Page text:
The temperature over the Pacific Ocean creates a kind of equilibrium, such that you don’t have a lot of atmospheric turbulence which would have caused blurry images of stars and galaxies. It’s really one of the best sites on the planet to do astronomy. You’re far away from the sloppiness of the atmosphere, that you can even imagine doing infrared astronomy, other kinds of astronomy that you couldn’t possibly do at lower elevations. It’s almost like space astronomy!” 

Some of the telescopes on Mauna Kea. Source: Frank Ravizza/​Wikimedia Commons 

But way before Western astronomers got attached to this mountain, it was already being revered by the native people of Hawaii who believe that many of their spirits and deities reside on the mountain. For years, Hawaiians have resisted the loss of their rights over this land.

Scarred by science?

As of now, 11 countries have already built 13 astronomical observatories on Mauna Kea since 1964. If you look at a picture of this mountain, it’s not smooth as other mountains are,” pointed out Proteep. You see these buildings and domes. So I can imagine, a native person looking at that mountain would find it completely scarred… scarred by science.”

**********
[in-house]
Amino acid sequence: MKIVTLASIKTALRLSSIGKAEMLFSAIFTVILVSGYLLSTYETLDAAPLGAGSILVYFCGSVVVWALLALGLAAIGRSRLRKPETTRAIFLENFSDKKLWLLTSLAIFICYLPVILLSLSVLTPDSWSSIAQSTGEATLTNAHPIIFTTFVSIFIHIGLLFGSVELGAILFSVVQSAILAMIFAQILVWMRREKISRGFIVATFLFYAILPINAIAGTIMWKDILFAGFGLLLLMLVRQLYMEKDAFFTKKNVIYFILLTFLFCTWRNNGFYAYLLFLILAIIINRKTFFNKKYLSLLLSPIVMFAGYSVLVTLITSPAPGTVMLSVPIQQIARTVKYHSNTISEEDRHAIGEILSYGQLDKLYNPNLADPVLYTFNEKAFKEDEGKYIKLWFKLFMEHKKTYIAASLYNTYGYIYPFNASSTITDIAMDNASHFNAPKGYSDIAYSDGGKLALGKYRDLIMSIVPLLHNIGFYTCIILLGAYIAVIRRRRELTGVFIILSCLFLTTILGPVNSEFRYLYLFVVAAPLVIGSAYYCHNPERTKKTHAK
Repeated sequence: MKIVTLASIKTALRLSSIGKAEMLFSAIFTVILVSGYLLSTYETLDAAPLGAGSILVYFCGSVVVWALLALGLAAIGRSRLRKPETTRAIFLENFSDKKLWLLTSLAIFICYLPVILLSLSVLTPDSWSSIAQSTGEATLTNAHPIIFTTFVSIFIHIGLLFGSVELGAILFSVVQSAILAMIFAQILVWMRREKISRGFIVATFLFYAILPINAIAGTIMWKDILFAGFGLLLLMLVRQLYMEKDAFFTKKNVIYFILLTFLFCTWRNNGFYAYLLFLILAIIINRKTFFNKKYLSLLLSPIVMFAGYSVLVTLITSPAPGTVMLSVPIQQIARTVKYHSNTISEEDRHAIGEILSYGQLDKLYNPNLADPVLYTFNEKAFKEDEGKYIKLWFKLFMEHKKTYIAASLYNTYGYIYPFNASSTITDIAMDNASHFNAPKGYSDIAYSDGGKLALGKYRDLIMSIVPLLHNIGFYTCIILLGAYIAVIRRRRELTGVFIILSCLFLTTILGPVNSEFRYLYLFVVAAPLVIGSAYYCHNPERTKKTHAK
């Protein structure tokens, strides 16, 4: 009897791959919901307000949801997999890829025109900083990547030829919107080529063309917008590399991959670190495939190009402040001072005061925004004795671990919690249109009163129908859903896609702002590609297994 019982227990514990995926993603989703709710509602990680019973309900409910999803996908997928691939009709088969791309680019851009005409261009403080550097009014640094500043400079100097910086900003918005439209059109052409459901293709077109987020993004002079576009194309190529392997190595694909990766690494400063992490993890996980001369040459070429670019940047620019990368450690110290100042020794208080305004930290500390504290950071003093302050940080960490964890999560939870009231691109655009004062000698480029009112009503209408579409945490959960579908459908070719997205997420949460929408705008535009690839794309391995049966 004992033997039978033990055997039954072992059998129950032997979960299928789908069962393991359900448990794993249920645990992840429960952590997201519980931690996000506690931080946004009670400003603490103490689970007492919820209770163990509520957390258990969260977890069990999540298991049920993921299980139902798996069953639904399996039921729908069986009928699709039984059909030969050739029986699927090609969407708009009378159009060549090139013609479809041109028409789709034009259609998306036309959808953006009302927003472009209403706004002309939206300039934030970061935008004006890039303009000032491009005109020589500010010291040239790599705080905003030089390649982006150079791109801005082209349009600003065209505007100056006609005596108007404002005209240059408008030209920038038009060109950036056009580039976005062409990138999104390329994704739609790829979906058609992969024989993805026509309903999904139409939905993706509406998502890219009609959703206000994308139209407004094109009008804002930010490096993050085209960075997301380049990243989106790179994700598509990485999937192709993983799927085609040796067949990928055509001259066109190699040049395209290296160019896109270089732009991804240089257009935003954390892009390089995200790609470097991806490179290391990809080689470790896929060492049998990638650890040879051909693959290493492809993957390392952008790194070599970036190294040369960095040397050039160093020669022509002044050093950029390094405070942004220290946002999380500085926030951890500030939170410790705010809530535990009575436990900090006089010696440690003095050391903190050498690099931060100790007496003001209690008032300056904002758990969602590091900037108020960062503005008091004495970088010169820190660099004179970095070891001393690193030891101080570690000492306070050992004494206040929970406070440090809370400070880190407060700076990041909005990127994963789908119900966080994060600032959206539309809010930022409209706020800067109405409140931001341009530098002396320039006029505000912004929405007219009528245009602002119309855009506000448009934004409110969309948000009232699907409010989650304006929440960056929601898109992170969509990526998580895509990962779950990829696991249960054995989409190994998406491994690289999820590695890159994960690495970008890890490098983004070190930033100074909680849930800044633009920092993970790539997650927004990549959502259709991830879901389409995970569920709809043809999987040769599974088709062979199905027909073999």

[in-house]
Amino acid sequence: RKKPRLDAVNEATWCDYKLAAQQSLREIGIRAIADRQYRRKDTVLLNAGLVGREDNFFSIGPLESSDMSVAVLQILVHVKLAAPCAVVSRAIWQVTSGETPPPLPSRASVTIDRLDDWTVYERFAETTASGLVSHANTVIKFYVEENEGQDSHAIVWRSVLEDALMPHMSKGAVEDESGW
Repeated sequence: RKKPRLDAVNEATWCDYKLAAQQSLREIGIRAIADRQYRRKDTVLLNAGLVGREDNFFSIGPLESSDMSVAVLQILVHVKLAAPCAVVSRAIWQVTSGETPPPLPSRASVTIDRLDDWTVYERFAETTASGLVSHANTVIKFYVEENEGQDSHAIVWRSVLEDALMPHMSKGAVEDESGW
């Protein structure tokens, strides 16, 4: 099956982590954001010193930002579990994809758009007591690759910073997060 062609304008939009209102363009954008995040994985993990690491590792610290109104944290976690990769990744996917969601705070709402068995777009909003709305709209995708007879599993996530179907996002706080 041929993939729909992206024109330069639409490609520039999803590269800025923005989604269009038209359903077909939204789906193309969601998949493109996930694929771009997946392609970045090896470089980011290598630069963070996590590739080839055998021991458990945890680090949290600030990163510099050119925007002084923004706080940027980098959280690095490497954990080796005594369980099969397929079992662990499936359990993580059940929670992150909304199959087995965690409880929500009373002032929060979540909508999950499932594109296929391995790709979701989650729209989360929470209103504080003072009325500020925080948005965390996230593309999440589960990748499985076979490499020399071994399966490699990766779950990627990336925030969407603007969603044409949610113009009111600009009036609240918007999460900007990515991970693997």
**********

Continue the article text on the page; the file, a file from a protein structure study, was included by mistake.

Conflicts such as these are not new to science, and neither is it to Proteep. Even as a kid visiting the Kavalur observatory with my mother, I remember thinking about the fact that here is this internationally-trained group of scientists from the city of Bengaluru, coming to this tiny village and essentially taking over 100 acres of forest to do their science. We need to think very carefully about how an institution situates itself within the local community. We need the support of the local community to do this kind of work.”

Years later, Proteep would find himself at the Kitt Peak Observatory on a mountain in Arizona, that is part of the Native American Tohono O’odham Nation. The observatory has done a reasonably good job of astronomy outreach with the Tohono O’odham people. They also train and hire a lot of Native American people,” he added.

With the Indian government recently approving INR 2,600 crore gravitational wave detection facility to come up on 174 acres of land in Hingoli, Maharashtra, Indian scientists too will have to grapple with similar issues.

Just like the native communities around Mauna Kea and Kitt Peak, the people of Hingoli district too may question if outreach, training and job opportunities will make up for what they stand to lose to make way for the LIGO-India project.